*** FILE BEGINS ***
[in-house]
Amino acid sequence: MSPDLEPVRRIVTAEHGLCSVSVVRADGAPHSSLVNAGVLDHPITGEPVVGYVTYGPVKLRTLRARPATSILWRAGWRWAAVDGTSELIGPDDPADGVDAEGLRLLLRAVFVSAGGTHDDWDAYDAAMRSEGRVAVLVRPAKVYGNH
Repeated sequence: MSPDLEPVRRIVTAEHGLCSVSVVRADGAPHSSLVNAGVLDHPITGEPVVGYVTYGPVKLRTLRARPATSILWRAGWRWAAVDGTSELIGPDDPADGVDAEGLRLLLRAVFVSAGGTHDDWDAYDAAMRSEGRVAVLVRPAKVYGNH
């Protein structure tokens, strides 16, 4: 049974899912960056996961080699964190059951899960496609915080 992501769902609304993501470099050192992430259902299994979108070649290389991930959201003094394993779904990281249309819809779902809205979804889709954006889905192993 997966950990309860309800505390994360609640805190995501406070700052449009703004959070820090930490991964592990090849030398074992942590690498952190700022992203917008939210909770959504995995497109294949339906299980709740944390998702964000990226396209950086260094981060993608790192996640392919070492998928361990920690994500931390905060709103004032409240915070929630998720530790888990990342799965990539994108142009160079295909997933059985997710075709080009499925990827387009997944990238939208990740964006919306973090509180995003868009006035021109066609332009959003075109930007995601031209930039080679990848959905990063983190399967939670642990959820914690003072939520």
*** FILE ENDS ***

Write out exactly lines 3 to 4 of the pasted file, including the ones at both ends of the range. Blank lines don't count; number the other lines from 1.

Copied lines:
Repeated sequence: MSPDLEPVRRIVTAEHGLCSVSVVRADGAPHSSLVNAGVLDHPITGEPVVGYVTYGPVKLRTLRARPATSILWRAGWRWAAVDGTSELIGPDDPADGVDAEGLRLLLRAVFVSAGGTHDDWDAYDAAMRSEGRVAVLVRPAKVYGNH
């Protein structure tokens, strides 16, 4: 049974899912960056996961080699964190059951899960496609915080 992501769902609304993501470099050192992430259902299994979108070649290389991930959201003094394993779904990281249309819809779902809205979804889709954006889905192993 997966950990309860309800505390994360609640805190995501406070700052449009703004959070820090930490991964592990090849030398074992942590690498952190700022992203917008939210909770959504995995497109294949339906299980709740944390998702964000990226396209950086260094981060993608790192996640392919070492998928361990920690994500931390905060709103004032409240915070929630998720530790888990990342799965990539994108142009160079295909997933059985997710075709080009499925990827387009997944990238939208990740964006919306973090509180995003868009006035021109066609332009959003075109930007995601031209930039080679990848959905990063983190399967939670642990959820914690003072939520």